Myers, David N. “‘Commanded War’: Three Chapters in the ‘Military’ History of Satmar Hasidism.” Journal of the American Academy of Religion 81.2 (2013): 311-56.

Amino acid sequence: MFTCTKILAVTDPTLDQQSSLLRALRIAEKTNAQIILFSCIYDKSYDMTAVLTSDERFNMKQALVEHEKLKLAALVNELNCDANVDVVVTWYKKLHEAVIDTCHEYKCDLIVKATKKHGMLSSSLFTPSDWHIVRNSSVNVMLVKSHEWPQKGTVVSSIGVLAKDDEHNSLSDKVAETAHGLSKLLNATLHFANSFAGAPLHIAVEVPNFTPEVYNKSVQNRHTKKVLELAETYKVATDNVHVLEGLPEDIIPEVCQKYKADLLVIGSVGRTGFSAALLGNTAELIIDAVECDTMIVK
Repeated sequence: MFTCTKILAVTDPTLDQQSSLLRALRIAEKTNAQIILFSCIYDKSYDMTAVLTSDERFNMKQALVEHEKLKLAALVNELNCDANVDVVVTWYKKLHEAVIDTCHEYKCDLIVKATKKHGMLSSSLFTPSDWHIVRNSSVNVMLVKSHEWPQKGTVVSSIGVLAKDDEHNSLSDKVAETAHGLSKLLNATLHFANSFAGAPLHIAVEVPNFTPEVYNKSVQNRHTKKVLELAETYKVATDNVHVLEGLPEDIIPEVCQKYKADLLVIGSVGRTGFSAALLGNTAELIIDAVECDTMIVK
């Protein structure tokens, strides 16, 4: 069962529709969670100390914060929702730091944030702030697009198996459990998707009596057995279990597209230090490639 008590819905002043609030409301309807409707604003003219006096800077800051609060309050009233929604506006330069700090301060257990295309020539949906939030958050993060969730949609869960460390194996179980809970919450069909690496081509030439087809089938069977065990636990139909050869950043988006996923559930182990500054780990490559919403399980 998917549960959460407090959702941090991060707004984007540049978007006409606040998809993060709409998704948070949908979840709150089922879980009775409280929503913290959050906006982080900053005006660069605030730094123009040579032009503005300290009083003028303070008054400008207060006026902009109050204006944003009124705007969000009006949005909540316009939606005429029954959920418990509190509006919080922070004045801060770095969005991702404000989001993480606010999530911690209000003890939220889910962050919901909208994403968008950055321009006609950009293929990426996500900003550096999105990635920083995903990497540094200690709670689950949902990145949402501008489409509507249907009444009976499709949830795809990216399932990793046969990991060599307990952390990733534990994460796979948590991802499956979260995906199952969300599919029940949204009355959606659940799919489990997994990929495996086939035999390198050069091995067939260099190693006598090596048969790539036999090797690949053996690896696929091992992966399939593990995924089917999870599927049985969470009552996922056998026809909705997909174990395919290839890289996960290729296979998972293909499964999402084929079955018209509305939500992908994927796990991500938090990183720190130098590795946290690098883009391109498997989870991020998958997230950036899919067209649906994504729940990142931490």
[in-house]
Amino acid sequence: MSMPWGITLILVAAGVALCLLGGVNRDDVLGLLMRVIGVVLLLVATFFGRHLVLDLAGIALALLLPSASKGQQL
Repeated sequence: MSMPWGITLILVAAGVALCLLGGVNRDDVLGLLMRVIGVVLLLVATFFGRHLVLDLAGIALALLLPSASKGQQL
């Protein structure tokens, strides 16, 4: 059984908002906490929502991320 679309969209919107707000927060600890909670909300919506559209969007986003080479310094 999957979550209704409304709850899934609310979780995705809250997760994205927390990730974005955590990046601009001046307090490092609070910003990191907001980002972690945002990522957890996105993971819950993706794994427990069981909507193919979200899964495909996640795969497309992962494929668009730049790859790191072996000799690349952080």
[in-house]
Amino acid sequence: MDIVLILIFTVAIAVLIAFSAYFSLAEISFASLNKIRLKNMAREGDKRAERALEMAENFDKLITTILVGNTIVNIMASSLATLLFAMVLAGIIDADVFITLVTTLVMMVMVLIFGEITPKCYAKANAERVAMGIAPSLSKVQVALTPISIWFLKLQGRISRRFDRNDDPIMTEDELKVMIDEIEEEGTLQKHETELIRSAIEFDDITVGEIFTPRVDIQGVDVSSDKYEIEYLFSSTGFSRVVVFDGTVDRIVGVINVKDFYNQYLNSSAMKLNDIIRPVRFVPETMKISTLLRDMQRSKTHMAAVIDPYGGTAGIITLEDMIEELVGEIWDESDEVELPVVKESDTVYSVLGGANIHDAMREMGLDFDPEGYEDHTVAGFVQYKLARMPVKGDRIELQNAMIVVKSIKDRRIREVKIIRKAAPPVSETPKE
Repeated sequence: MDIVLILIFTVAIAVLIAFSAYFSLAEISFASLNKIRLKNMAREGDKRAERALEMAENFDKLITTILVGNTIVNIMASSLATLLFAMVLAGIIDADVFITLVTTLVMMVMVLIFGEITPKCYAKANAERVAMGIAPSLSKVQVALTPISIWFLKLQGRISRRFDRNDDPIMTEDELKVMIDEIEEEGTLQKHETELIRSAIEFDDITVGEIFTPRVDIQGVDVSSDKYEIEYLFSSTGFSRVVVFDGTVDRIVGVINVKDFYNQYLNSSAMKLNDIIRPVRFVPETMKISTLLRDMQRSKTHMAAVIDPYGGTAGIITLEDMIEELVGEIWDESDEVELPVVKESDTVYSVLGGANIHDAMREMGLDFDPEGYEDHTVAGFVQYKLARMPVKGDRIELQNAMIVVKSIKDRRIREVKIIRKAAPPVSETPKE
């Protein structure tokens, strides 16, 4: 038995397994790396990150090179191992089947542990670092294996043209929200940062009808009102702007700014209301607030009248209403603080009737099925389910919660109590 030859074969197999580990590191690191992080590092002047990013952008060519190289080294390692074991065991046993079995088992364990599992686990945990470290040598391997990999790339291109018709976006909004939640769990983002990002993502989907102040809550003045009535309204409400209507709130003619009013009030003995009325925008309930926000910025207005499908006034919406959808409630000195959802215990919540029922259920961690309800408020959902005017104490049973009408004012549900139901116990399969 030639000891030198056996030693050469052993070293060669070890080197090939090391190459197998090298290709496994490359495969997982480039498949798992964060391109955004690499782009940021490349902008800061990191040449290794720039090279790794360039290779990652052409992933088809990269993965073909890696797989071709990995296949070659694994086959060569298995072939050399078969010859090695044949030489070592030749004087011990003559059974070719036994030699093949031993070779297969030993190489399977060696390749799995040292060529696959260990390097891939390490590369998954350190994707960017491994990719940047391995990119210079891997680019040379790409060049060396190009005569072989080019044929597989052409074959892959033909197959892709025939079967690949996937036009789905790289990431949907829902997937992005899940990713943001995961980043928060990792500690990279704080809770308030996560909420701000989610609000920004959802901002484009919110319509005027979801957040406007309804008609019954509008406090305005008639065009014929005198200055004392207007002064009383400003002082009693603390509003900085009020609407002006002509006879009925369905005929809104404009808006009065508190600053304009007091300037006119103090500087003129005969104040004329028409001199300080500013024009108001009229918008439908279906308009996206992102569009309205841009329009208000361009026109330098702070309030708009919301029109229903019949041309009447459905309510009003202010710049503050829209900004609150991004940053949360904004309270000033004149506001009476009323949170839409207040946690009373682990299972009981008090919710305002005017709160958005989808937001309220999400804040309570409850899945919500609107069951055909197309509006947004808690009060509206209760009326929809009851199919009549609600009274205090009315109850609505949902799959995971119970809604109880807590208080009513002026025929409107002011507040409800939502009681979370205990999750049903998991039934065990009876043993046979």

Religion, it has been noted, speaks the language of violence as often as of peace. This article explores the pronounced role of military language and a martial outlook in one particularly intriguing and unlikely branch of Judaism, the Satmar Hasidic movement. Widely known for its posture of theological quietism, Satmar Hasidism, under the leadership of founding rabbi Joel Teitelbaum (1887–1979), has frequently engaged in combative struggle against its foes, especially Zionism. This article highlights this martial impulse by examining three episodes in which the Teitelbaum family and Satmar Hasidim were engaged in conflict, exemplified by the publication of a series of books under the title “Commanded War.” Ranging over a century, these episodes reveal the way in which the pervasive language of war emerged out of a sense of the grave perils posed by modernity. They also illustrate how the martial language of Satmar turns over time from a focus on external enemies to a focus on internal rivals.